Following an extensive Liberal-National Coalition party room debate triggered by backbench MP Warren Entsch’s announcement, we find out his intention to introduce the Marriage Legislation Amendment Bill 2015 into Parliament next week. Prime Minister Tony Abbott announced that the Coalition government would be prepared to hold a plebiscite on same-sex marriage. This follows the Coalition party room’s decision to vote together in support of the current government policy position of marriage as being between a man and a woman in Parliament if the matter was to be raised.

The result of the Coalition party room vote for the government not to support MP Warren Entsch’s bill for same-sex marriage was 60 against to 3o in favour  with an even split among the frontbench.

Prime Minister Tony Abbott has also reaffirmed that “it is nevertheless the standard position of our party that if a frontbencher cannot support the party’s policy, that person has to leave the frontbench,” and “obviously our backbenchers are entitled to vote in the end, whichever way they want.” A small number of Liberal MPs have announced their intentions to defy the Prime Minister and to cross the floor when the bill is introduced; however, it is unlikely that there will be enough numbers for it to succeed.

This stands in contrast to the Labor Party in which all MPs will be expected to vote in favour of same-sex marriage after 2019. As the proposed bill is a private members bill, Tony Abbott has restated that it is “unusual” for such proposals to go to a vote in the Parliament.

With the finalising of the Coalition policy on same-sex marriage for the remainder of this electoral term, debate continues as to the effectiveness of a plebiscite amid claims. Claims that Tony Abbott is attempting to delay the inevitable legalization of same-sex marriage in Australia. In what could be described as a potentially rare attempt of Tony Abbott to keeping his pre-election promises, a plebiscite would ensure that the Coalition’s position of no change to marriage laws are maintained. Also, allowing for the government to test the waters to gauge public opinion on this controversial social issue whilst maintaining support of conservative sections of Australia.

Despite the Prime Minister’s announcing, that the government would commit to a plebiscite which may actually be welcoming news for the pro-same-sex marriage and homosexual lobby. The announcement was treated as Machiavellian and undemocratic in a sign of the ironic intolerance which has plagued the debate.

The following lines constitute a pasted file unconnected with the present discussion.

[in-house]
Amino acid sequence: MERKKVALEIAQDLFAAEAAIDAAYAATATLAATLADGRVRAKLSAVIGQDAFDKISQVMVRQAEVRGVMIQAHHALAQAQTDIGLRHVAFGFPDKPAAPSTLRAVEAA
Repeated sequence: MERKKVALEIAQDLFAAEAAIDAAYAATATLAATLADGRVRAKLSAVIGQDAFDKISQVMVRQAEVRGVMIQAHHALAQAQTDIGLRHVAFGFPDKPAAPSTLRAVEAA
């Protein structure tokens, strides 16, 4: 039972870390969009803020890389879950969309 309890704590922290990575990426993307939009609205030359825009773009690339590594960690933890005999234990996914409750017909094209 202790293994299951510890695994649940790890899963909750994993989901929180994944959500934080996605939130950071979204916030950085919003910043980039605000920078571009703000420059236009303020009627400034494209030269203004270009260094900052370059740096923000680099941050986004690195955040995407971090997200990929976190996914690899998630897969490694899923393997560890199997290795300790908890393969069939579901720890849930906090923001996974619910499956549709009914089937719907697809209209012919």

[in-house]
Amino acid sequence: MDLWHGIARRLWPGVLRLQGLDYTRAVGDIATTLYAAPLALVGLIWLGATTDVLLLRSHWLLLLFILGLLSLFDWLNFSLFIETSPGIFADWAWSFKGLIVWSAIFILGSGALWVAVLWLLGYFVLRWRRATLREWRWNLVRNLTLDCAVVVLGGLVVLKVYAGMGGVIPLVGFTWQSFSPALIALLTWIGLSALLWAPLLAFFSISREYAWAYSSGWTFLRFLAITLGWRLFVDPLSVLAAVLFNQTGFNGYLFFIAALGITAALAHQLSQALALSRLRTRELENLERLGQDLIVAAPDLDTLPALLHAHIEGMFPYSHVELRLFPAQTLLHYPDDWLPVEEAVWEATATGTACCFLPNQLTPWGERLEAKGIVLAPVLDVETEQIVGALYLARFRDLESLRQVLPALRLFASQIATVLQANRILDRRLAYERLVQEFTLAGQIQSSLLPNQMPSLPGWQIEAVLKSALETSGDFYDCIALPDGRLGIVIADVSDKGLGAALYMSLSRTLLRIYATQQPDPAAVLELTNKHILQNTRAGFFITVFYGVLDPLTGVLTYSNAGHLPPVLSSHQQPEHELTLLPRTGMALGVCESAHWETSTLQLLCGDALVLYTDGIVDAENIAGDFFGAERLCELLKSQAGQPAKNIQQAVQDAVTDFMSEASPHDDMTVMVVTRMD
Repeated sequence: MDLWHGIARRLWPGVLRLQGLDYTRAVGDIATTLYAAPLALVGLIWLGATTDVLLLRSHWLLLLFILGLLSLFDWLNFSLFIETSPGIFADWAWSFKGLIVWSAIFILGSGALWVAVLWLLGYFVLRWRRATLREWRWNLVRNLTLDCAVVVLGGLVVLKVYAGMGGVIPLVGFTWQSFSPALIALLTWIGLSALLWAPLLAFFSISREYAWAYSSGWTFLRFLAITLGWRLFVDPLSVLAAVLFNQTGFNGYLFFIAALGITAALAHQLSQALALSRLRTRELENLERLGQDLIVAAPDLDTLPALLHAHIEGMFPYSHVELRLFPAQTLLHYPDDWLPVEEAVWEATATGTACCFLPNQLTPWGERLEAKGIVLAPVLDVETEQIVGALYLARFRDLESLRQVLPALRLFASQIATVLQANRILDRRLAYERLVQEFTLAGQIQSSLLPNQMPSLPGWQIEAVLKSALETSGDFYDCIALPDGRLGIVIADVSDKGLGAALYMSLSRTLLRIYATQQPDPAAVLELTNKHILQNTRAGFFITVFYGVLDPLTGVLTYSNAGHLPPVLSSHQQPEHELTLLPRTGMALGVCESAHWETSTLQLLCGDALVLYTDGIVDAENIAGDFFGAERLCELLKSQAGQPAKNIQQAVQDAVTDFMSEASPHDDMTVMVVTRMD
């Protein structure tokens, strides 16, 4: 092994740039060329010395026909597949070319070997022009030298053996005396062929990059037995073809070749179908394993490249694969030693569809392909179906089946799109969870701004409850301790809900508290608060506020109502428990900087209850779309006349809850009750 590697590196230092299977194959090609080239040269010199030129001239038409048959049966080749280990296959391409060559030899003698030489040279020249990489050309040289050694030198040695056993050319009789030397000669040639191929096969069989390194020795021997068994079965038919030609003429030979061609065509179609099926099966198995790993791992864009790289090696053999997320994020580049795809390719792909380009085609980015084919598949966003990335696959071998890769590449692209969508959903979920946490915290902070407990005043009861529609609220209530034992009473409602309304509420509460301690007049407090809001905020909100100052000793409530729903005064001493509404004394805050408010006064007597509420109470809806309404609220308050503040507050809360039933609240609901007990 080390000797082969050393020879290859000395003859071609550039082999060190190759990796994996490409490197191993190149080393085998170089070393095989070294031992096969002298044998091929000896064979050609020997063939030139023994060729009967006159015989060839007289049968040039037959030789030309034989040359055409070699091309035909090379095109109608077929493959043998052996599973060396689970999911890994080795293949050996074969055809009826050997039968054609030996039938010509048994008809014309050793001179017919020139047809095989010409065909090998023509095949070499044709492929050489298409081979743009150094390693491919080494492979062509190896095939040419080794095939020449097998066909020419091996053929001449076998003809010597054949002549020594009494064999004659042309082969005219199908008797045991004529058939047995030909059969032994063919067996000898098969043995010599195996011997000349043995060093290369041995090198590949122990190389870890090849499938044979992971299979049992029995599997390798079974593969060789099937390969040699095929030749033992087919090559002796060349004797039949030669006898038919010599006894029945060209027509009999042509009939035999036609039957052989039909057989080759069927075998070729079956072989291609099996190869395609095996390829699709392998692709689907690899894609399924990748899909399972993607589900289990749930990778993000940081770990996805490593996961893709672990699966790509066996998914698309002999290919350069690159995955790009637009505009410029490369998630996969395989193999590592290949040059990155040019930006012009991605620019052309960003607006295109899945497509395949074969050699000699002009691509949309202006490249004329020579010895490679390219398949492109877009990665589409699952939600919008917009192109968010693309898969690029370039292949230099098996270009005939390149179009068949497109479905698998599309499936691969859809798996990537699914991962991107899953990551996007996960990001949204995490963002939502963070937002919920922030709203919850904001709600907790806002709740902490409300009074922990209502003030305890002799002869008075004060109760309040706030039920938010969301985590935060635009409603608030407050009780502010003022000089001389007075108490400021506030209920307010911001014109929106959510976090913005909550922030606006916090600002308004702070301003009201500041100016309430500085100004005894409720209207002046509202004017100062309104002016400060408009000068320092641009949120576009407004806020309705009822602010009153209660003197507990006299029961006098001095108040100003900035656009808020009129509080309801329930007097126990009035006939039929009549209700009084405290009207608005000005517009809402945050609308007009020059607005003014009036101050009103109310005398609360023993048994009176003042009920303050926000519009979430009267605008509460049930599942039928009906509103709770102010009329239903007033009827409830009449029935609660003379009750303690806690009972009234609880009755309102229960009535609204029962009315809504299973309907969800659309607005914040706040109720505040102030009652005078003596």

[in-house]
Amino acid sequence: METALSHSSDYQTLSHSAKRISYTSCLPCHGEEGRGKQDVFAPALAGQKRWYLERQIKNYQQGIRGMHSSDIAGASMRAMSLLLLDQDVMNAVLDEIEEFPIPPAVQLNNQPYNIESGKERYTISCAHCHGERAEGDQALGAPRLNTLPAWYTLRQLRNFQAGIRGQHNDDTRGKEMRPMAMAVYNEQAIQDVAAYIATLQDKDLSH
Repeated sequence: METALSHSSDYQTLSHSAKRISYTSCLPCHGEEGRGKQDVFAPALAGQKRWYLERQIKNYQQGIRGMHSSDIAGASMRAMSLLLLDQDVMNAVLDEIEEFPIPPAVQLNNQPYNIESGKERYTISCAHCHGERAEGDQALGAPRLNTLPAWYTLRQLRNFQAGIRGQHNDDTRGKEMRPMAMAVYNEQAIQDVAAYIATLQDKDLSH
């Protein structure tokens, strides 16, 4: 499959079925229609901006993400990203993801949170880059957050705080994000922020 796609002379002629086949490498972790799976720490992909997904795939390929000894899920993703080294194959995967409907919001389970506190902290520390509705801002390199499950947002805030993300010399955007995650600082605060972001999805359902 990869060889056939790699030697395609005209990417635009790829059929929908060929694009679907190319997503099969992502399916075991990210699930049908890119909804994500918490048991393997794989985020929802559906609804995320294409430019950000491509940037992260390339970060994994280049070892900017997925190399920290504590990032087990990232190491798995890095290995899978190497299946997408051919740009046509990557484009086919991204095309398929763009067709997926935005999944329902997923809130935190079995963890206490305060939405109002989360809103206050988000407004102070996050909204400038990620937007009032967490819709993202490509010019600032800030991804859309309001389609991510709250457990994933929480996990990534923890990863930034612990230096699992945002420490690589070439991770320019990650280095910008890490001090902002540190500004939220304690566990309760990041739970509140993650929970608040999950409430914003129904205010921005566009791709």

Liberal MP Warren Entsch has conceded his cross-party bill to allow same-sex marriage is doomed to fail.

The Prime Minister’s announcement of a potential future plebiscite has been seen by some conservatives as attempt to hold true to its 2013 election promises, clearly outline populist opinion regarding the issue. Also, it keeps the National Party which are largely opposed to same-sex marriage happy in the Coalition government. The Coalition may also be trying to avoid the criticism that the Labor Party faced over its decision to not ban asylum seeker boat turn backs as it seeks to maintain a difference between the two major parties. They are avoiding being dominated by minorities within its own party whom support the Greens and Labor Party on this issue.

A plebiscite would also reduce the pressure placed on politicians from lobby groups surrounding this issue. This can be interpreted as potentially a sign of unwillingness to act on behalf of the Australian people.

Additionally such national vote, would give way for a better informed debate on same-sex marriage and potentially further inflame tensions with the widespread and unhelpful accusations of bigotry that pro-same-sex marriage supporters have used to label supporters of traditional marriage. Both the supporters of traditional marriage definition and pro-same-sex marriage, are claiming to have subjected to victimisation in the course of the debate.

The Prime Minister’s support for a plebiscite can also be interpreted as a potential sign of weak leadership especially, from those within the Liberal Party. Some within the Liberal Party have stated that this issue has caused much division and irritation within the party room. Although, it is unlikely that any ministers would resign from the front bench to cross the floor in a vote on same-sex marriage.

Strong arguments on both sides of the same-sex marriage debate from conservatives seeking to preserve the traditional definition of marriage or libertarians wanting smaller government and less state control over individuals’ decisions, one thing that is growing increasingly likely is the populist view that the Abbott government will only in office for a single term.

Whether or not same-sex marriage is eventually legalized in Australia, not only will the issue of homosexuality and the representation of minorities remain unresolved but also, the critical question of whether our politicians should be serving as the electorate’s trustee or delegates will continue to divisive for many years ahead.